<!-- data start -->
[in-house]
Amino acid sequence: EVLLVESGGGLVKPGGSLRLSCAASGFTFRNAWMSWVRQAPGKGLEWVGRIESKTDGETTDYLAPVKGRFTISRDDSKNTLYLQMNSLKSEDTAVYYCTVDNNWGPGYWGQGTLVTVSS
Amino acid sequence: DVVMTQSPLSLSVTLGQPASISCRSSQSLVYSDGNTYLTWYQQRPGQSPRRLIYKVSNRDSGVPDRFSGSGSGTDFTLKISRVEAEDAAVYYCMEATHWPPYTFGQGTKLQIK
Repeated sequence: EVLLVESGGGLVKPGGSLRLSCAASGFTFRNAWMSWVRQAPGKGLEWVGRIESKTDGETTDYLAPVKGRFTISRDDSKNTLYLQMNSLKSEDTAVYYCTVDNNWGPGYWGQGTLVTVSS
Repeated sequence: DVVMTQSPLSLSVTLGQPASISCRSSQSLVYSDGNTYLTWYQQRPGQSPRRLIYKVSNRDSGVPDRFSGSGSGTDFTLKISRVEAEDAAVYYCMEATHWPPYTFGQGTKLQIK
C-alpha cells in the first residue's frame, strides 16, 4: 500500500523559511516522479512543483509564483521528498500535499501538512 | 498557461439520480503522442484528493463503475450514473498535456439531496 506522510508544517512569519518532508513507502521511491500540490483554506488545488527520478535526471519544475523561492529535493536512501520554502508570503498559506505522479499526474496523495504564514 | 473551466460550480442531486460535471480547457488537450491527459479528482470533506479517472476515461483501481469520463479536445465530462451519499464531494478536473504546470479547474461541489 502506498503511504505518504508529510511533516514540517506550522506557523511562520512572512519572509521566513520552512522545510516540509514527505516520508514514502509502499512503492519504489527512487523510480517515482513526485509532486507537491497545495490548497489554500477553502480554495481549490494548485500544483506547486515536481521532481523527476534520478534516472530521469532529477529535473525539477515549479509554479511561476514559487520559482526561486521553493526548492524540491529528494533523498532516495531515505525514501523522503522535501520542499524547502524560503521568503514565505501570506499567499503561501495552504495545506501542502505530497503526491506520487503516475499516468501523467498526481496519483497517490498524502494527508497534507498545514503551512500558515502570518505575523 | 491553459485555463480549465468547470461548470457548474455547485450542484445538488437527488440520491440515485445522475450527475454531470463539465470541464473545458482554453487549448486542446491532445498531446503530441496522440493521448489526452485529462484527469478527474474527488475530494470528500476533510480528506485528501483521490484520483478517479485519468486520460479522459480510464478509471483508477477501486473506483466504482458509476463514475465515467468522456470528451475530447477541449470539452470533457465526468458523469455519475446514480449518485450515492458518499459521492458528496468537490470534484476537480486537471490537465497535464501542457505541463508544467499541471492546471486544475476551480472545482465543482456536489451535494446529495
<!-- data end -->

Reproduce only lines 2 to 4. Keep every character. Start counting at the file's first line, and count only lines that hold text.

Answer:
Amino acid sequence: EVLLVESGGGLVKPGGSLRLSCAASGFTFRNAWMSWVRQAPGKGLEWVGRIESKTDGETTDYLAPVKGRFTISRDDSKNTLYLQMNSLKSEDTAVYYCTVDNNWGPGYWGQGTLVTVSS
Amino acid sequence: DVVMTQSPLSLSVTLGQPASISCRSSQSLVYSDGNTYLTWYQQRPGQSPRRLIYKVSNRDSGVPDRFSGSGSGTDFTLKISRVEAEDAAVYYCMEATHWPPYTFGQGTKLQIK
Repeated sequence: EVLLVESGGGLVKPGGSLRLSCAASGFTFRNAWMSWVRQAPGKGLEWVGRIESKTDGETTDYLAPVKGRFTISRDDSKNTLYLQMNSLKSEDTAVYYCTVDNNWGPGYWGQGTLVTVSS